It will be interesting to see what sort of crop we get this year – sweet chestnuts apparently produce their best crops after a hard winter and last winter was notoriously mild. On the other hand, it’s been a good and settled year for the flowers to get well-pollinated so on that basis at least, we should be on course for a bumper crop. We’ll see.

A bit of a theme in my tree following posts has been the inclusion of a photo showing the full(-ish) moon at around the 7th of each month. I didn’t include one in the June post earlier because I thought it’s worth a brief extra post, to show the moon around midnight last night / this morning.

A ‘honey moon’ over a sweet chestnut tree at La Fosse taken from the top of the drive

The June full moon occurs when the sun is furthest from the earth and the moon is closest. When the moon is close to the horizon, the ordinary atmospheric pollution causes the moon to have the golden (ish) halo, the colour of honey. Apparently, in the 1500s, June was a popular month for weddings and they often took place around the time of the ‘honey moon’.

This evening, wait until dusk and then go out to see if you can spot the moon hanging near the horizon. Does it look any more spectacular?

Take the opportunity of seeing whether the International Space Station is due over at the same time. Using this ISS site, you can put in your post code and country and get forecasts of when you’ll get sightings, the length of visibility and brightness. Sky needs to be clear and the reason you can see the ISS is because the sun is reflecting off it as it moves through the skies enabling it to be easily visible to the naked eye.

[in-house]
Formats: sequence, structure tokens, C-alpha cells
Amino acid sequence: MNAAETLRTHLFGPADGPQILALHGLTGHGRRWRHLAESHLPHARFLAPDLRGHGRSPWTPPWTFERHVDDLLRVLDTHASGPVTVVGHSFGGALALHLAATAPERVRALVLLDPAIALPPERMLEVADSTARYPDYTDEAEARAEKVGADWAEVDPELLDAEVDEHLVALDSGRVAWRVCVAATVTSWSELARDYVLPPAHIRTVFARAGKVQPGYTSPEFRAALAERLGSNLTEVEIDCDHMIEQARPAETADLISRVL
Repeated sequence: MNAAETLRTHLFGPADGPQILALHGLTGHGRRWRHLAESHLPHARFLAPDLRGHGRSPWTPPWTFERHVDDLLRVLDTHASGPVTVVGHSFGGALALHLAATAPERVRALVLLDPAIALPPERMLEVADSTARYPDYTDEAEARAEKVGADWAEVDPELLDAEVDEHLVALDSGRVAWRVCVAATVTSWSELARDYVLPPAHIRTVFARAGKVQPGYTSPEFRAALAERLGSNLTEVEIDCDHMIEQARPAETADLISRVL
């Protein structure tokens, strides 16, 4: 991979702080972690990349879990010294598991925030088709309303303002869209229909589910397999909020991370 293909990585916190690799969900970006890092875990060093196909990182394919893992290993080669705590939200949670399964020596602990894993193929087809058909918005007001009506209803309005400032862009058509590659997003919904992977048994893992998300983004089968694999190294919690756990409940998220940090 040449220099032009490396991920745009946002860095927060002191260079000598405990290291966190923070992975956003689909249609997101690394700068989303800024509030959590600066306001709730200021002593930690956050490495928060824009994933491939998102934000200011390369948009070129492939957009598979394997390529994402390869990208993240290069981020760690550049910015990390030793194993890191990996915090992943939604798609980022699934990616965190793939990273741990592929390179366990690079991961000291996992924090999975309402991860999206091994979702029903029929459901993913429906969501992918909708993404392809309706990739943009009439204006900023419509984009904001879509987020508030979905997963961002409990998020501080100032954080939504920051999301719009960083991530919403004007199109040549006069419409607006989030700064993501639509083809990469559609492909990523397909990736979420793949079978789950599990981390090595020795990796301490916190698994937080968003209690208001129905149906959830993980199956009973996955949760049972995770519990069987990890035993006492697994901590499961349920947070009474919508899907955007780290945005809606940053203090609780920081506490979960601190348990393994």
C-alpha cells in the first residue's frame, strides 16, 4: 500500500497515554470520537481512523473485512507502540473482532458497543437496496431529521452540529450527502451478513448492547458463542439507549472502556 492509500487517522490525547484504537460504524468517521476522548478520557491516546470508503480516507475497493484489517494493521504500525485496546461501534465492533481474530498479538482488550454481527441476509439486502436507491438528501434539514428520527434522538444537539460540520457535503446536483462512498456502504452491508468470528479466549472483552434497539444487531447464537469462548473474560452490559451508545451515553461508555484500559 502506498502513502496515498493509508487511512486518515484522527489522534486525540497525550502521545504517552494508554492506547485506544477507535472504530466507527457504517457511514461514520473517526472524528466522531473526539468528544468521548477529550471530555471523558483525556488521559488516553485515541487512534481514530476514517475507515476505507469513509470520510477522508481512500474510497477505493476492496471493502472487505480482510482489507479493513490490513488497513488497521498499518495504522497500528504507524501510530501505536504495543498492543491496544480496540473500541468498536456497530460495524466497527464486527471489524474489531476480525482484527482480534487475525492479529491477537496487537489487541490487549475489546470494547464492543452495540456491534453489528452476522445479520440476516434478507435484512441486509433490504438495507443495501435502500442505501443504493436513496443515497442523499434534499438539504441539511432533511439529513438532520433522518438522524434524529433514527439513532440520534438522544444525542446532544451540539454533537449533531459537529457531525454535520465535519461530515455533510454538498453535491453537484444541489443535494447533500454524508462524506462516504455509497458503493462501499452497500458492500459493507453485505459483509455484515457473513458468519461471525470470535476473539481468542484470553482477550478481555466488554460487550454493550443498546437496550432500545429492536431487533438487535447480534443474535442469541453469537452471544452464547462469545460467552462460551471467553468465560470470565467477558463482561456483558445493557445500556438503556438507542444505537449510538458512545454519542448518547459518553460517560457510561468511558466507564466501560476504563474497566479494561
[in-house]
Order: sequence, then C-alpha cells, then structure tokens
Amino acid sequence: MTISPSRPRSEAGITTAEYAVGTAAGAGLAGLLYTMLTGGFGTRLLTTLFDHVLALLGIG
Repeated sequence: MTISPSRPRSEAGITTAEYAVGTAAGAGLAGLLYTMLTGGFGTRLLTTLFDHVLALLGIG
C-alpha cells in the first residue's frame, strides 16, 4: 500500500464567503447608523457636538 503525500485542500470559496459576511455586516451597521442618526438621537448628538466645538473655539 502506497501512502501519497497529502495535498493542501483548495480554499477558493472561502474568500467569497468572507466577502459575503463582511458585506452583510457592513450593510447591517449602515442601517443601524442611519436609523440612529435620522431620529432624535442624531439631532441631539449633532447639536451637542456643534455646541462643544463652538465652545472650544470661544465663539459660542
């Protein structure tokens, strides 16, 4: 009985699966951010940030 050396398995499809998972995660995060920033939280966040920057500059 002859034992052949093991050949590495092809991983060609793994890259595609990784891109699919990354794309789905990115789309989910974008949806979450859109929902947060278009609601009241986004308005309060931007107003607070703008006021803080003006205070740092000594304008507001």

For those in northern France / southern England, there’s a good view tonight at about 22.10 22h10 (BST) / 23h10 (CEST) for about 6 minutes. Alternatively, try on Saturday night at 23.00 (BST) / midnight (CEST) on Saturday night. Planes have blinking lights, satellites and the ISS do not – they’re just fast moving lights orbiting the earth.

And though it’s a bit of a leap of faith for you, honestly, this smear of light was the ISS as it passed over the chestnut tree at about midnight (CET) last night…

The International Space Station moving through the sky above the chestnut tree at La Fosse – midnight on 12/13 June 2014

Sorry about the camera shake!

 

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“Life is like riding a bicycle. To keep your balance, you must keep moving.” — Albert Einstein